White House contenders Hillary ClintonHillary Rodham ClintonFEC commissioner: 'I will not be silenced' Republicans at risk in 2018 steering clear of town halls Liberal ‘lies’ about President Trump MORE and Bernie SandersBernie SandersRep. John Lewis: Ellison is 'right person' to lead DNC DeVos should ‘persist’ despite liberal opposition Drug importation from other countries will save dollars and lives MORE have agreed to four more debates, beginning with a Thursday night showdown in New Hampshire, the Democratic National Committee confirmed to The Hill.
After Thursday's debate, the campaigns will next square off in Flint, Mich., the city facing a public health crisis due to contaminated water, in March. The DNC adds that there will be two other debates, one in April and one in May, but did not specify the locations.
The Washington Post reports that the April debate will take place in Pennsylvania and the May debate will be in California.
MSNBC and the New Hampshire Union Leader announced last week they would sponsor the Thursday debate and hoped it would be sanctioned. But at the time, DNC Chairwoman Debbie Wasserman Schultz threw cold water on the prospect, saying the party had “no plans” to sanction any debate prior to the New Hampshire primary.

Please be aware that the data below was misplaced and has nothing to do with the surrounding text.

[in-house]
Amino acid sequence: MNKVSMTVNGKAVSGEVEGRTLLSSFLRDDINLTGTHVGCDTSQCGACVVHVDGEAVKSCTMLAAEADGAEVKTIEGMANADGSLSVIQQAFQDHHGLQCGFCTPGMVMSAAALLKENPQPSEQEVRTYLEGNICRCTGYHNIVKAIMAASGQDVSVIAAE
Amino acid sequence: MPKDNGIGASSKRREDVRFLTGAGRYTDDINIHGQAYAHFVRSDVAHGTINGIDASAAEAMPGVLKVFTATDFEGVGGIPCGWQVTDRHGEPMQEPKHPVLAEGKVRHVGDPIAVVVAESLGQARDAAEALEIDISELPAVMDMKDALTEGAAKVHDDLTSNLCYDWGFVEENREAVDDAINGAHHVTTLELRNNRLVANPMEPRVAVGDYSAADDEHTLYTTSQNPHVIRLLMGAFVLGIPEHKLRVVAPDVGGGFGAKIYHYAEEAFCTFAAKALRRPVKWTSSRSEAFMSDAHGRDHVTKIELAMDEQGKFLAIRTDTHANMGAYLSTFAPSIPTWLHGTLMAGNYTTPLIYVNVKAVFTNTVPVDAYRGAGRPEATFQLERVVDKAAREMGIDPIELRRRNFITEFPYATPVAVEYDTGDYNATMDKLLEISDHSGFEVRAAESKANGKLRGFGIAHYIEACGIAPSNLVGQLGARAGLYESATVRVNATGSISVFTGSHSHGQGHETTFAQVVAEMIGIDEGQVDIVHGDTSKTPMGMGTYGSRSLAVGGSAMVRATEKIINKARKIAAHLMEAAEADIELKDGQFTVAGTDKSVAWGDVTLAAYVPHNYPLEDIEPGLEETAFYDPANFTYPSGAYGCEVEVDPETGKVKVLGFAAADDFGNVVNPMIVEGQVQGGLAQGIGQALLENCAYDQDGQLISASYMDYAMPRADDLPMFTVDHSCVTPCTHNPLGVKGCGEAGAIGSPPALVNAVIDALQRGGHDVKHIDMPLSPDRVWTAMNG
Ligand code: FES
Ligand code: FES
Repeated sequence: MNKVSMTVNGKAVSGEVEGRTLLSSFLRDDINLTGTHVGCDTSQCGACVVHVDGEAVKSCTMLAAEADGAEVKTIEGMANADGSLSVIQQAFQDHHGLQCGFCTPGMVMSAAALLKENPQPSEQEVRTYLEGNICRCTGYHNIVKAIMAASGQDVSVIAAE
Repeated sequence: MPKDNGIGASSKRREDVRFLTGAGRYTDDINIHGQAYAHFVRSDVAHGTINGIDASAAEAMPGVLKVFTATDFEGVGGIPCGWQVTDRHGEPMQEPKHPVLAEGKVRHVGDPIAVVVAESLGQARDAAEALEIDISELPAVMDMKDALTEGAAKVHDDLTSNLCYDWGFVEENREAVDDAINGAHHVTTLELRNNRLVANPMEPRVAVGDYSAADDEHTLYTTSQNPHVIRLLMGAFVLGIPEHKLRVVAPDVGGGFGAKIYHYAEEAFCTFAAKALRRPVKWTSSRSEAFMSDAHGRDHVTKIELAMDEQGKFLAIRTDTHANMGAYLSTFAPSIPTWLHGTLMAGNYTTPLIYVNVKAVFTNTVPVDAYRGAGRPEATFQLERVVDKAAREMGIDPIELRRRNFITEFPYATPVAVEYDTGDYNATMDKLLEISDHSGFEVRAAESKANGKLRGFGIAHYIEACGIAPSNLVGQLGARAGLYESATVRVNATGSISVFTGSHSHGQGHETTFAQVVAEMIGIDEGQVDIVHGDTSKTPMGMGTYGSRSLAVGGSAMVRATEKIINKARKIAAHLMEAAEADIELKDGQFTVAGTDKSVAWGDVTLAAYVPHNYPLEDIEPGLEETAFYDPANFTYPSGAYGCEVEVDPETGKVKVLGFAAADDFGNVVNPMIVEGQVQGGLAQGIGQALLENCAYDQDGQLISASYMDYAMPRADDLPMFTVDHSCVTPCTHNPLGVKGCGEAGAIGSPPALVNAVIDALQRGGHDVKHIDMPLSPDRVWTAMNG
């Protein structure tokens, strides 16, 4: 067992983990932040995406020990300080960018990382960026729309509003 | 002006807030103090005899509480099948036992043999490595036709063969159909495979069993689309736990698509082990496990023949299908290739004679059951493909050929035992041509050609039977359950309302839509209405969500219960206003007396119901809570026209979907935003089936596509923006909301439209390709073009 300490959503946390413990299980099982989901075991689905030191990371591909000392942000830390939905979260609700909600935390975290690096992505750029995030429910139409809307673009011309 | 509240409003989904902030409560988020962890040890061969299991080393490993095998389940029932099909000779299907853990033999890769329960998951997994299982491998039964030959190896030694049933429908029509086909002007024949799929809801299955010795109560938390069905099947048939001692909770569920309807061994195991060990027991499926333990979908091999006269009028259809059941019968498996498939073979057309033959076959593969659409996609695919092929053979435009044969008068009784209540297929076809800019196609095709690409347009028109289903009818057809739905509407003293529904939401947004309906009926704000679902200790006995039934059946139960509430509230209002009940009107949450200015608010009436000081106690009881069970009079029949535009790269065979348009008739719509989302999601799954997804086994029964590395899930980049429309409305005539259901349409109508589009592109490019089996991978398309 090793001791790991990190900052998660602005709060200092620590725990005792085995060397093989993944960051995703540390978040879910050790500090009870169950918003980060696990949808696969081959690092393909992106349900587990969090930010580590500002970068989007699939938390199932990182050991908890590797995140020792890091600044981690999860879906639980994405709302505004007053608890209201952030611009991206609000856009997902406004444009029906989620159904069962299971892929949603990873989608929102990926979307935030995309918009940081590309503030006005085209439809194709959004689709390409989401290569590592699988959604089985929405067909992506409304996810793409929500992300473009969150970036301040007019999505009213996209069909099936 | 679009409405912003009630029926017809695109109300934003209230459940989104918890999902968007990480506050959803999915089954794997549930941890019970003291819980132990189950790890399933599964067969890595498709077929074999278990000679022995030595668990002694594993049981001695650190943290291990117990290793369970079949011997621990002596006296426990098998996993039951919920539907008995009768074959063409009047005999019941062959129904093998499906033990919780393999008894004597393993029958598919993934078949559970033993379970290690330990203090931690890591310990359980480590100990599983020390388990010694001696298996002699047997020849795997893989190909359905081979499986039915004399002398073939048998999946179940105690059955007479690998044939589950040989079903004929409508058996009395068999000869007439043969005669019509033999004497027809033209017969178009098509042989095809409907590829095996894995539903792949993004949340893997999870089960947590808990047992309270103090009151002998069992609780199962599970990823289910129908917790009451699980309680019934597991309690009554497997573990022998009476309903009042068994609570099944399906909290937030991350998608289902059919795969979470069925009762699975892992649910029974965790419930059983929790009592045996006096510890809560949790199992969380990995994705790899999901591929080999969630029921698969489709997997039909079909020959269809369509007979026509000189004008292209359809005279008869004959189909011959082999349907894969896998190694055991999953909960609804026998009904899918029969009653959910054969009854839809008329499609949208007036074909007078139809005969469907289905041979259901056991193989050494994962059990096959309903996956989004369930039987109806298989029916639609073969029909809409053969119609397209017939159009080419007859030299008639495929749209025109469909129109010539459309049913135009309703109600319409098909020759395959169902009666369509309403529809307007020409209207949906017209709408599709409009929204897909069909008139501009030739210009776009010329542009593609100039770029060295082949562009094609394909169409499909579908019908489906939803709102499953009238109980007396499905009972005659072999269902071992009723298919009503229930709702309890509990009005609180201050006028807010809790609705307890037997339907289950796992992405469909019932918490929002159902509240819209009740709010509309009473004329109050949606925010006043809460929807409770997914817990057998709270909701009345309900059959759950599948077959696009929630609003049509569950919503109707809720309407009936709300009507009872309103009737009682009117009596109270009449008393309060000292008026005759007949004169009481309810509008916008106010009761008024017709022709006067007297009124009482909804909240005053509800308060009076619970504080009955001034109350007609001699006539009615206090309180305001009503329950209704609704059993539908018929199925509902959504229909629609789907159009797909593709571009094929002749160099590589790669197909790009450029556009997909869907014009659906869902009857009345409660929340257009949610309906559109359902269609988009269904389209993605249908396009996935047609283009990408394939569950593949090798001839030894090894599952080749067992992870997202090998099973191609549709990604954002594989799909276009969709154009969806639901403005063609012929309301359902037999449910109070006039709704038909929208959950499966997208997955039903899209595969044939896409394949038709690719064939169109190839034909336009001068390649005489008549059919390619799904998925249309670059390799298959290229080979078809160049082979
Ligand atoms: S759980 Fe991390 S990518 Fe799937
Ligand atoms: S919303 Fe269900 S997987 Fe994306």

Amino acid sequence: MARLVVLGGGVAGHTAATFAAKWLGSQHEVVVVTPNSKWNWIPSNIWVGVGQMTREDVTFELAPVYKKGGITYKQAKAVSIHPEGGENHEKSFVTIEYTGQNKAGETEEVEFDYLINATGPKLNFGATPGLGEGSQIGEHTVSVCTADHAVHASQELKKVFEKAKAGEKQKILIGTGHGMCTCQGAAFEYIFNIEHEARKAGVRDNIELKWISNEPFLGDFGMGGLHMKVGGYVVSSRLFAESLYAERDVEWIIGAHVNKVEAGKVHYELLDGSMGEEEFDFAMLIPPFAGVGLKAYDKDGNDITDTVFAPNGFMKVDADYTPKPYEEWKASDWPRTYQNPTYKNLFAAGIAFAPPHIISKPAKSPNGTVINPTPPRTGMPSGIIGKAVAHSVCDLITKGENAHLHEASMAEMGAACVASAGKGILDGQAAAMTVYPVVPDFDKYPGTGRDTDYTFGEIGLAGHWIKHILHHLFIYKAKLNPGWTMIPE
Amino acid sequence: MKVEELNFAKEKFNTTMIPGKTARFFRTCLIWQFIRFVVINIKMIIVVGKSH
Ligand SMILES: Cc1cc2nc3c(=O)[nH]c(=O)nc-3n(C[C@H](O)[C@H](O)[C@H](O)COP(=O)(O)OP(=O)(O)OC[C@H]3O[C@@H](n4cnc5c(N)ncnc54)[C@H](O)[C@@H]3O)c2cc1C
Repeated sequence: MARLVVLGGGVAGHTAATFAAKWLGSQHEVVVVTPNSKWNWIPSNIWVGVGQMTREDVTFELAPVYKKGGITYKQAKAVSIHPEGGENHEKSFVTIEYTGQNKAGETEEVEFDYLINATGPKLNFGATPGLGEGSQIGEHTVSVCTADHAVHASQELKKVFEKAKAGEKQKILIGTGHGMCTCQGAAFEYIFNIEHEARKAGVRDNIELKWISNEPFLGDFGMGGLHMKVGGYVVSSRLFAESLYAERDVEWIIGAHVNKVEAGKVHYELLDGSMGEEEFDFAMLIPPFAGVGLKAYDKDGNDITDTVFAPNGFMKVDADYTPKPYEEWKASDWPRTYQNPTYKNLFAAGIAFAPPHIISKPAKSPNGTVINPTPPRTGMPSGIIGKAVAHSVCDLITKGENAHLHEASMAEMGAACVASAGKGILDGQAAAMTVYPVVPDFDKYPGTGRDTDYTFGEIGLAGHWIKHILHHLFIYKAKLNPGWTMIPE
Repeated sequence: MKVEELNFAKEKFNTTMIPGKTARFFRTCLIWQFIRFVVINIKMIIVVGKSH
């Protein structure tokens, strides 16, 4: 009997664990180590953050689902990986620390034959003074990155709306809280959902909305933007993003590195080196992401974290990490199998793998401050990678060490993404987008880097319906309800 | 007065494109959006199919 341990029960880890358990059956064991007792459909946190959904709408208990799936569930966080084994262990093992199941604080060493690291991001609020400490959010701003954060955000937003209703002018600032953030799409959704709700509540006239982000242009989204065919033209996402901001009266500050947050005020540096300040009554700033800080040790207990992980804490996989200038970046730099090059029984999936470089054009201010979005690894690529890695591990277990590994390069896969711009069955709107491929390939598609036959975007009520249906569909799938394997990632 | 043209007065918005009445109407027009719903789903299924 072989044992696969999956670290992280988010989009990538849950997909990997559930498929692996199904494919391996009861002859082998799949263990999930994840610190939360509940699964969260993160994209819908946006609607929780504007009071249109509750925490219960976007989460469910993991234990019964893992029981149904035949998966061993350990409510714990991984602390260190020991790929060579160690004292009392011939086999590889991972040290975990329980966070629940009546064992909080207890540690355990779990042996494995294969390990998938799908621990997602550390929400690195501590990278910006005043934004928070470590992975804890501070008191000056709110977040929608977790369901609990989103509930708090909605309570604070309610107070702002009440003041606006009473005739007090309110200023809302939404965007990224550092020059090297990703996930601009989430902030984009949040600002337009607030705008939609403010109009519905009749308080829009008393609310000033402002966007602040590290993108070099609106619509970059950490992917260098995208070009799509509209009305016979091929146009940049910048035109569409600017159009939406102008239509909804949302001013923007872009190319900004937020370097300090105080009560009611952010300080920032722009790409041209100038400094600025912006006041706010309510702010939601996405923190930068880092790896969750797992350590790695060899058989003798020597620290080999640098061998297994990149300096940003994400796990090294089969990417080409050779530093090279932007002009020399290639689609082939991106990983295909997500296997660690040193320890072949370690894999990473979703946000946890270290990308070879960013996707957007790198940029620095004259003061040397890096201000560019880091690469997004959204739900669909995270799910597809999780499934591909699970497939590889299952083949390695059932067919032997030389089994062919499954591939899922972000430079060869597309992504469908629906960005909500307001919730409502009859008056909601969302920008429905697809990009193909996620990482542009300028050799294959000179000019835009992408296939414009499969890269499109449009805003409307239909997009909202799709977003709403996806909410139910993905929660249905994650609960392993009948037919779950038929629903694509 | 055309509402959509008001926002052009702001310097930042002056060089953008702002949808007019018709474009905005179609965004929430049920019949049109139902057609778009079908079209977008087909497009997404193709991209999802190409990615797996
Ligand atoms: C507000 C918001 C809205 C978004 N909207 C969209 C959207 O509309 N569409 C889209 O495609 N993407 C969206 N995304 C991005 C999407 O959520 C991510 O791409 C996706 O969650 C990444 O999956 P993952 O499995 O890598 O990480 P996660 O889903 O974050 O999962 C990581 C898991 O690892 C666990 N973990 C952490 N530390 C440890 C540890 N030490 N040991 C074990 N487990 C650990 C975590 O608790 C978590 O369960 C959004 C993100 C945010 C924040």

The new agreement triples the number of remaining debates left on the calendar after Sanders posted a strong showing in the Iowa caucuses. While Clinton edged out a victory, she did so by a margin of just 0.2 percent, which translates to two national party delegates more than the Vermont senator will get.
The original schedule called for just two more debates, on Thursday Feb. 11 and one on Sunday March 6.
Sanders has been calling for more debates for months. While the former secretary of State had said she'd be open to additional sanctioned debate, her campaign did not make a push for more events until recently. The campaigns had previously agreed to three of the four debates, but the Clinton camp reportedly wouldn't agree to a debate in New York.
On Tuesday, Sanders's campaign had said that it wouldn't participate unless the Clinton camp agreed to the additional debates, including the one in New York. But the two appear to have met an agreement without that venue.
Wasserman Schultz has faced criticism over the party’s debate schedule from opponents who believed having fewer debates would limit exposure to the candidates on a national stage. Some also noted that the number and timing of those debates, many of which were held on weekends, limited visibility and helped cement Clinton’s front-runner status.
But Wasserman Schultz, who also serves as a Florida lawmaker, has repeatedly pushed back on those accusations.
“Our debates have set viewership records because of our candidates’ ideas, energy, and the strength of their vision to build on the progress we’ve made over the last seven years,” she said in a Wednesday statement.
“We look forward to seeing them continuing to share Democrats' vision for the country.”
—This story was updated at 3:57 p.m.